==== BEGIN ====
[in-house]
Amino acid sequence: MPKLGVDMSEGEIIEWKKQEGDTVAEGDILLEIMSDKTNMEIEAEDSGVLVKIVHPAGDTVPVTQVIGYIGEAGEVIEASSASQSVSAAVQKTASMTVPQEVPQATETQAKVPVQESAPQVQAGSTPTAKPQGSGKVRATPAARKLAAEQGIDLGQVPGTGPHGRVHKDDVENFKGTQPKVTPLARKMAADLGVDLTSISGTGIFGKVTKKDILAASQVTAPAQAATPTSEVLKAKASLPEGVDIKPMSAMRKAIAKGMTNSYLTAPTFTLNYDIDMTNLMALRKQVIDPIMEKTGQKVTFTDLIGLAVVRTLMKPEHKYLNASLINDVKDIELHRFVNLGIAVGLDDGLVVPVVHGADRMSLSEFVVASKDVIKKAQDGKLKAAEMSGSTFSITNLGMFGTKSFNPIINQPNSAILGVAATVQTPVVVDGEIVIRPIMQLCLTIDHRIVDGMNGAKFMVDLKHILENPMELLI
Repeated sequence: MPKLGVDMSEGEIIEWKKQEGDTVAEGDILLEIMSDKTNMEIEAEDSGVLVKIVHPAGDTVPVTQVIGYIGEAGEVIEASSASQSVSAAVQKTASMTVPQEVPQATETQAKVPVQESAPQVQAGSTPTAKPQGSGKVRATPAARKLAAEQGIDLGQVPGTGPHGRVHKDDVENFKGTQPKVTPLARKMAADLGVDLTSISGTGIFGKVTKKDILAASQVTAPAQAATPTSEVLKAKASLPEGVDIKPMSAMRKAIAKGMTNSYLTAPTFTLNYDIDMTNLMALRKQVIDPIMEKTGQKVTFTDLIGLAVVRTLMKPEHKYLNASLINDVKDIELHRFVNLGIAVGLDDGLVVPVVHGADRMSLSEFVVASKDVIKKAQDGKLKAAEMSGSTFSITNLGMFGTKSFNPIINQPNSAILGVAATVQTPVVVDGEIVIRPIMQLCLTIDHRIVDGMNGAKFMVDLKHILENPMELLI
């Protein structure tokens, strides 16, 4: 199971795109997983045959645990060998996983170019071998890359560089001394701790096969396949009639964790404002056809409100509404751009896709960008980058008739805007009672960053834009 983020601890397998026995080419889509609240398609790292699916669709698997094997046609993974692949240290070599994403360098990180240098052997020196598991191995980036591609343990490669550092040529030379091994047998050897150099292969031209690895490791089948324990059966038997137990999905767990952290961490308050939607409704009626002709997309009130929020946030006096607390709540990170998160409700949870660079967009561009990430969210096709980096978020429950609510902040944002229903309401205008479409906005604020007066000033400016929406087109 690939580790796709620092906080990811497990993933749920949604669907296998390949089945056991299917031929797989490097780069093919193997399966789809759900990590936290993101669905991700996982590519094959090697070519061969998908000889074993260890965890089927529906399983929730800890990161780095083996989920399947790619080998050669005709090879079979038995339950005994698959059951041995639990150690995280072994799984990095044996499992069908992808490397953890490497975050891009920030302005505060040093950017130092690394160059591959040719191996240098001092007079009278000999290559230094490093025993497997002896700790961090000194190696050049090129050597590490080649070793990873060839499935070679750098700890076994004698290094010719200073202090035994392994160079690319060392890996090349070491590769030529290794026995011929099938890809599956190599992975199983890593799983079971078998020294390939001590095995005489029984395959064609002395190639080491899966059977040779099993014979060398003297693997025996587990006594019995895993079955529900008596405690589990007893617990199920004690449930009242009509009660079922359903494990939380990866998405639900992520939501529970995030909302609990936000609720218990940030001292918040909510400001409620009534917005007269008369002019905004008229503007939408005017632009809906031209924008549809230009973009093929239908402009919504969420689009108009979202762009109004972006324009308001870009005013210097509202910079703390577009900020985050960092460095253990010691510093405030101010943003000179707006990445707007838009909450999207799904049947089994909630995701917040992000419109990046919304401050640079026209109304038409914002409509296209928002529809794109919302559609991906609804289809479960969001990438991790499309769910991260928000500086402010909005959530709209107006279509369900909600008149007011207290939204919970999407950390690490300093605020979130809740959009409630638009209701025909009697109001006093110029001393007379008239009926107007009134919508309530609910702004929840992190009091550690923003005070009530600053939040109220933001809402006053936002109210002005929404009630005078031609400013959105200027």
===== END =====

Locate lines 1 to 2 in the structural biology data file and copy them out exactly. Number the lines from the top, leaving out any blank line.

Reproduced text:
[in-house]
Amino acid sequence: MPKLGVDMSEGEIIEWKKQEGDTVAEGDILLEIMSDKTNMEIEAEDSGVLVKIVHPAGDTVPVTQVIGYIGEAGEVIEASSASQSVSAAVQKTASMTVPQEVPQATETQAKVPVQESAPQVQAGSTPTAKPQGSGKVRATPAARKLAAEQGIDLGQVPGTGPHGRVHKDDVENFKGTQPKVTPLARKMAADLGVDLTSISGTGIFGKVTKKDILAASQVTAPAQAATPTSEVLKAKASLPEGVDIKPMSAMRKAIAKGMTNSYLTAPTFTLNYDIDMTNLMALRKQVIDPIMEKTGQKVTFTDLIGLAVVRTLMKPEHKYLNASLINDVKDIELHRFVNLGIAVGLDDGLVVPVVHGADRMSLSEFVVASKDVIKKAQDGKLKAAEMSGSTFSITNLGMFGTKSFNPIINQPNSAILGVAATVQTPVVVDGEIVIRPIMQLCLTIDHRIVDGMNGAKFMVDLKHILENPMELLI